BofAML, HSBC, IDA Singapore Build Pioneering Blockchain Trade Finance App[vc_row][vc_column][vc_column_text]
Consortium proves Letter of Credit transactions can be executed on Blockchain
Digital innovation heralds trade efficiency benefits for banks and companies
August 23, 2016: Bank of America Merrill Lynch, HSBC and the Infocomm Development Authority of Singapore (IDA) announced on 10 August 2016 that they have jointly developed a prototype solution built on Blockchain technology that could change the way businesses around the world trade with each other. The consortium utilized the Linux Foundation open source Hyperledger Project blockchain fabric which development was supported by IBM Research and IBM Global Business Services.
The application mirrors a paper-intensive Letter of Credit (LC) transaction by sharing information between exporters, importers and their respective banks on a private distributed ledger. This then enables them to execute a trade deal automatically through a series of digital smart contracts.
The proof of concept shows potential to streamline the manual processing of import/export documentation, improve security by reducing errors, increase convenience for all parties through mobile interaction and make companies’ working capital more predictable. The consortium now plans to conduct further testing on the concept’s commercial application with selected partners such as corporates and shippers.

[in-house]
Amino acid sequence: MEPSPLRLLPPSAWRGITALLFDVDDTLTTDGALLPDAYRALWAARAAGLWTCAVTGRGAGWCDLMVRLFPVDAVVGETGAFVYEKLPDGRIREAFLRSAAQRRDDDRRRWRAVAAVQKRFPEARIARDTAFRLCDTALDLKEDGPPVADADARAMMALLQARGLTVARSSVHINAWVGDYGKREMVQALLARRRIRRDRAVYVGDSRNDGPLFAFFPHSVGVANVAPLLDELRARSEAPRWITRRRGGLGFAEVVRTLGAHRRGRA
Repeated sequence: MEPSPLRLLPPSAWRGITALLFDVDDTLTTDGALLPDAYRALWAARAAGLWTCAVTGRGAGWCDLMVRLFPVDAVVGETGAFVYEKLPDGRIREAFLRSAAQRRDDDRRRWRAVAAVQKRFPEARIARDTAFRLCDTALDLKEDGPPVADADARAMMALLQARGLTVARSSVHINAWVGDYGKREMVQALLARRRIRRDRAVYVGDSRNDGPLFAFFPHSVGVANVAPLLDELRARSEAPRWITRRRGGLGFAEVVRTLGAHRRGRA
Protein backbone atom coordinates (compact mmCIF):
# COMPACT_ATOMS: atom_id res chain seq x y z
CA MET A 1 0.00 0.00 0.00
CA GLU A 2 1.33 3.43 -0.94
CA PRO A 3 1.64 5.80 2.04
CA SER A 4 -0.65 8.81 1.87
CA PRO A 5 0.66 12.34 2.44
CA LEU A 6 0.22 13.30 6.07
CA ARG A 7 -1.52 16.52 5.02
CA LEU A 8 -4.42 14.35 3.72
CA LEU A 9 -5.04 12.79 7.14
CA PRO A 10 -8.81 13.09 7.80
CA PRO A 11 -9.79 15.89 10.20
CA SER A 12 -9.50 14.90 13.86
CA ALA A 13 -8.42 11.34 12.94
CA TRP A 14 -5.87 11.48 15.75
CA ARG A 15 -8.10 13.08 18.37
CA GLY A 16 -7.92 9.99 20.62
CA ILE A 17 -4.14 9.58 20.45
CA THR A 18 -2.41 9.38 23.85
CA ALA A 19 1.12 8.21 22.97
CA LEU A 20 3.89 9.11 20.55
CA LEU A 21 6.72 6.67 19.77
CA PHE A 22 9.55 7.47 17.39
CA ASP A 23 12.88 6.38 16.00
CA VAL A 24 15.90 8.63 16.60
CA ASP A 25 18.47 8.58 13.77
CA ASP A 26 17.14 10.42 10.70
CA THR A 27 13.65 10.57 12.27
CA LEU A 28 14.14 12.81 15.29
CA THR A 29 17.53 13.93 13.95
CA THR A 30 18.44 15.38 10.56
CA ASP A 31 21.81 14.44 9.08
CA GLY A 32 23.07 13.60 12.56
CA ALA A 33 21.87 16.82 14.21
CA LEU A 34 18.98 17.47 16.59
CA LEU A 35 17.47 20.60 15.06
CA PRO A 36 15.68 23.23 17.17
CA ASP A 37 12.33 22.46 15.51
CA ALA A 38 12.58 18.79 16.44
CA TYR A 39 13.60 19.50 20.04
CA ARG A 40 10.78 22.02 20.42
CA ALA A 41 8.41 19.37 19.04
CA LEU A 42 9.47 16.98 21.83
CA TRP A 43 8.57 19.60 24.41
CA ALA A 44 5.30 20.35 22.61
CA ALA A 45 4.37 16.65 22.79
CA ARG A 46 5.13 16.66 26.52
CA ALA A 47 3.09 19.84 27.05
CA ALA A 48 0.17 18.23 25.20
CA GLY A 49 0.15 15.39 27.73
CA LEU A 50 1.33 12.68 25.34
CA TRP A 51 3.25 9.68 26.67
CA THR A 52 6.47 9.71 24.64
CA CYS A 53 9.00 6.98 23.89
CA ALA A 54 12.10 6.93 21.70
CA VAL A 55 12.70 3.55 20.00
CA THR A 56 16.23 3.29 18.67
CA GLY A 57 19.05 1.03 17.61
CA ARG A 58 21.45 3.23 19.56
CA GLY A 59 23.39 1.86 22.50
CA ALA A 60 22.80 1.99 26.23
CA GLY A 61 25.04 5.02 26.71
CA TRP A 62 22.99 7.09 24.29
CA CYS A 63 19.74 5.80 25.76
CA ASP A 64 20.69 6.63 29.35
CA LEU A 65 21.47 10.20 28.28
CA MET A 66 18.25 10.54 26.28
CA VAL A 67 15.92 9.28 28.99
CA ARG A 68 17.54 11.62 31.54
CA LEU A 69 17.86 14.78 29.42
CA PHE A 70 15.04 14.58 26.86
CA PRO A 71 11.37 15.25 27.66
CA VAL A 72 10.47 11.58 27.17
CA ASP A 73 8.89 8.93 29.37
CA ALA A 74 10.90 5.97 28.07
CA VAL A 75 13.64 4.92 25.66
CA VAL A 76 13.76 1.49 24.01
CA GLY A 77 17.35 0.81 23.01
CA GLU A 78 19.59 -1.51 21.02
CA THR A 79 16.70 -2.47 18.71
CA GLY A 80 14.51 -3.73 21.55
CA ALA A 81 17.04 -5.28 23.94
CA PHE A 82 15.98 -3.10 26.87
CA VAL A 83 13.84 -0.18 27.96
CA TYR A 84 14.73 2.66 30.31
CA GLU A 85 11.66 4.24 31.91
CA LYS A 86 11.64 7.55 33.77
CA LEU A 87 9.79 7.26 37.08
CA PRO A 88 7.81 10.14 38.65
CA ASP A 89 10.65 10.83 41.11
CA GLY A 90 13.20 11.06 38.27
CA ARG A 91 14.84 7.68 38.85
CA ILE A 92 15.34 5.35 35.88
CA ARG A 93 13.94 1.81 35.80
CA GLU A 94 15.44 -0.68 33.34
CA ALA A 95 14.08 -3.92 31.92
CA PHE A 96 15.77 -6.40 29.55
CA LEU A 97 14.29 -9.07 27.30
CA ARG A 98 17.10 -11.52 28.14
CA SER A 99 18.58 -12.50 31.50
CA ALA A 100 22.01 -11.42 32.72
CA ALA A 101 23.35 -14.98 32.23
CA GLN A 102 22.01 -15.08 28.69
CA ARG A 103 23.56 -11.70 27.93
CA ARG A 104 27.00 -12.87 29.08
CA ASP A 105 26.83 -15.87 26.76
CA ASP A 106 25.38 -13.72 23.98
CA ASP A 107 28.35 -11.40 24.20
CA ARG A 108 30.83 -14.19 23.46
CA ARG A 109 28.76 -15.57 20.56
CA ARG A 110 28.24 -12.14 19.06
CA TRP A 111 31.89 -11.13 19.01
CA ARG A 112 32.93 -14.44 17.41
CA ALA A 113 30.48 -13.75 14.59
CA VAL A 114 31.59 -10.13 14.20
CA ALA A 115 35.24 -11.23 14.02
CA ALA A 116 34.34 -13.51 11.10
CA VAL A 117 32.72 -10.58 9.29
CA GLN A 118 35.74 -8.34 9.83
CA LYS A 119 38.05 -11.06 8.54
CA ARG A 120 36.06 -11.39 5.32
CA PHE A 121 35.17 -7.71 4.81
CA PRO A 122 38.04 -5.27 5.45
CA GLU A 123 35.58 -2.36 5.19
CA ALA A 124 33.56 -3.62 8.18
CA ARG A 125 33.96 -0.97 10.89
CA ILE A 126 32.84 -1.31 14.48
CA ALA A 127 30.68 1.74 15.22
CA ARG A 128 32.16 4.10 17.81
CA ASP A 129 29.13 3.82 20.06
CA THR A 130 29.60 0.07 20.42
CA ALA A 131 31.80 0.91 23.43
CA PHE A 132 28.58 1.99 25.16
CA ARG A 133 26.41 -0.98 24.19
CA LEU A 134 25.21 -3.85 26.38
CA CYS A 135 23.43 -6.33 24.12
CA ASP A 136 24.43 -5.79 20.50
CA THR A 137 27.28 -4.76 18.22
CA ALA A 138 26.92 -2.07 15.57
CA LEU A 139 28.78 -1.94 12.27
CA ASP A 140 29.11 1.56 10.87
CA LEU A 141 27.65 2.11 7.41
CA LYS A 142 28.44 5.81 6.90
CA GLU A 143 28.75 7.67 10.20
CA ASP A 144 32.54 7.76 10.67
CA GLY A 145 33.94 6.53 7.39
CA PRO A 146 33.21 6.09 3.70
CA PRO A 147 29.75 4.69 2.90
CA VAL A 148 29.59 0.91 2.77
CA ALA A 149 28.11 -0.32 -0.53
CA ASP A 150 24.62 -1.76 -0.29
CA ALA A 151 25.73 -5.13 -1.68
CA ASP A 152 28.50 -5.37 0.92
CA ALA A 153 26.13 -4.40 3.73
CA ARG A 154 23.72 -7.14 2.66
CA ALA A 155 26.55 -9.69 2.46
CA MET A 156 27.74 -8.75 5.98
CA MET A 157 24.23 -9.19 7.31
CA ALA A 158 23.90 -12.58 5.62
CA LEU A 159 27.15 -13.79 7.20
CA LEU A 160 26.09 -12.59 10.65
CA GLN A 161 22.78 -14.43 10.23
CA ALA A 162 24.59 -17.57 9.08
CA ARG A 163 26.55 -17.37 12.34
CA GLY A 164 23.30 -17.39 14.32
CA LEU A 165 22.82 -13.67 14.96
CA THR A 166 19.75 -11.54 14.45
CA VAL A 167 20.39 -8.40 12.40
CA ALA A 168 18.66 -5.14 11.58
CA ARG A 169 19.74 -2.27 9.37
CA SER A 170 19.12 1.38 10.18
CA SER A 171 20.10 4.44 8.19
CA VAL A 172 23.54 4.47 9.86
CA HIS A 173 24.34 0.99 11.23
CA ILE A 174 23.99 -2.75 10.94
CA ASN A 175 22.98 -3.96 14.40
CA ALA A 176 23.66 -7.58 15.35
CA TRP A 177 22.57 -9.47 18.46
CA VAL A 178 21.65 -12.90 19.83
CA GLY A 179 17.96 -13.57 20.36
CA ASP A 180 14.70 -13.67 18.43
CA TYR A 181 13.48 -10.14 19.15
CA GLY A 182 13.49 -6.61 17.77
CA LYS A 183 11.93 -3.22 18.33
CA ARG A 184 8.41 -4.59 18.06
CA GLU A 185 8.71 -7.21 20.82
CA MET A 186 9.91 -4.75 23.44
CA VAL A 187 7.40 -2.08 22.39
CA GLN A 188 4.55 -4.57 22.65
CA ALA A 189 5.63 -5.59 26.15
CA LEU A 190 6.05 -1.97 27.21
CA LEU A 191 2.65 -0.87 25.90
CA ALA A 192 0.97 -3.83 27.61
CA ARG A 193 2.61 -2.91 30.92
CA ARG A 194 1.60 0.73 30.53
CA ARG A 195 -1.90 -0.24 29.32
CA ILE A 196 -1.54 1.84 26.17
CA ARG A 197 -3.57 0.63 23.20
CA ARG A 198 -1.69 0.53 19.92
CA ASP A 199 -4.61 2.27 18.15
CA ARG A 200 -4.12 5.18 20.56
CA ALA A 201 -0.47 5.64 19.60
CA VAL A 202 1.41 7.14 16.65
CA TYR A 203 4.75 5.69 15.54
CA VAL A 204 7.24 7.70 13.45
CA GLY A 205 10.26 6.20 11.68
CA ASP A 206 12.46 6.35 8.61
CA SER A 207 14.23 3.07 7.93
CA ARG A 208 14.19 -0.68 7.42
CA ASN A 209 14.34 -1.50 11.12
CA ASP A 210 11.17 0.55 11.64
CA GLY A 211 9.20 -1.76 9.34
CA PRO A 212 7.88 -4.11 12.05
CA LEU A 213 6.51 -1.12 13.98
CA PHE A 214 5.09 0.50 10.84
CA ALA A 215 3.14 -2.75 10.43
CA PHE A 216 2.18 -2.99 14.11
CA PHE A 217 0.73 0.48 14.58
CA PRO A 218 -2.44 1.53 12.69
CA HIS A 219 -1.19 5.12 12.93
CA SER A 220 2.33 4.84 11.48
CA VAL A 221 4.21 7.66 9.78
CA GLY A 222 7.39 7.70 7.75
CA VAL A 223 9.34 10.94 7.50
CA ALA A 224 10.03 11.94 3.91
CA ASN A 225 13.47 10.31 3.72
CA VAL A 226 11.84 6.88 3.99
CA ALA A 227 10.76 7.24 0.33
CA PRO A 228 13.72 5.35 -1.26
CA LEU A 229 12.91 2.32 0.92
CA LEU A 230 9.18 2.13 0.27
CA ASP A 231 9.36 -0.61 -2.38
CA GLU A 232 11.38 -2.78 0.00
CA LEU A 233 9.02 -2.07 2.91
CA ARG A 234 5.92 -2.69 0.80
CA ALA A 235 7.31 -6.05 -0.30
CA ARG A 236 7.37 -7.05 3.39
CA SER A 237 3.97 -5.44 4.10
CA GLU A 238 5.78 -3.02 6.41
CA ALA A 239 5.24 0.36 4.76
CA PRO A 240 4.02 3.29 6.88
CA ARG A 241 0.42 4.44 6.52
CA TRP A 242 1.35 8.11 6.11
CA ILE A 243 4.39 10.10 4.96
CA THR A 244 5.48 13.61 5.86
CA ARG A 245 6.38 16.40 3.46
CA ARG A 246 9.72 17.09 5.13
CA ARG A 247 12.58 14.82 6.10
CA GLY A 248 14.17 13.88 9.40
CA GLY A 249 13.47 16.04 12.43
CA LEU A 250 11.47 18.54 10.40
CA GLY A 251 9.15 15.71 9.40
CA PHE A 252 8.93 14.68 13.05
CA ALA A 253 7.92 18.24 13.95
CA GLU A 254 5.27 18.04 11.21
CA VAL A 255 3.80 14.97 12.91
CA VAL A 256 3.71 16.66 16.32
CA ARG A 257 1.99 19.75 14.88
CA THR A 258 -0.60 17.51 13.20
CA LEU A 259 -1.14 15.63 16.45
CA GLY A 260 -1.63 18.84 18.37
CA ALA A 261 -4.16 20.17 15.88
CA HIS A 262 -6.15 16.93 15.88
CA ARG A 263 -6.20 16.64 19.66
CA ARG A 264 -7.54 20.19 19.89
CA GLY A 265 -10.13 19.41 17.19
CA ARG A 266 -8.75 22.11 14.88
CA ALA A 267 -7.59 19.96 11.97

Ather Williams, head of Global Transaction Services, Bank of America Merrill Lynch, said: “We are continuously looking for ways to simplify and improve transaction processing for our clients. Blockchain has reshaped our thinking on how to make transaction processes more efficient and transparent for all parties. The success of this proof of concept is a significant development towards digitizing trade transactions, potentially resulting in considerable benefits to the supply chain process.”
“Many people are talking about the theory of Blockchain, but for the first time we can start to see how this technology might be used to solve the real world challenges our customers face,” said Vivek Ramachandran, Global Head of Product for HSBC’s trade finance business. “It’s really exciting to have a valid proof of concept. Letters of Credit are an important part of the trade system, but they are based on 20th century technology, not 21st. Our challenge is to take this from concept to commercial use; making it quicker and easier for businesses to connect with new suppliers and customers at home and abroad.”
“A letter of credit or LC conducted on Blockchain enables greater efficiencies and visibility in trade finance processes, benefitting multiple parties across its value chain. With participation of more members, greater impactful benefits will be realised by the trade ecosystem. As part of the Smart Nation journey, partnerships and the adoption of such innovations can help transform the banking and finance sector,” said Khoong Hock Yun, Assistant Chief Executive of IDA Singapore’s Development Group.
Trade finance processes are typically time and labour intensive, involving multiple documents and checks to reduce risk and provide assurance to sellers, buyers and their banks. A Letter of Credit (LC), or Documentary Credit, is essentially a guarantee provided by a bank that a seller will receive payment from a buyer once certain conditions are met; for example once the seller can provide proof that they have shipped the buyer’s goods.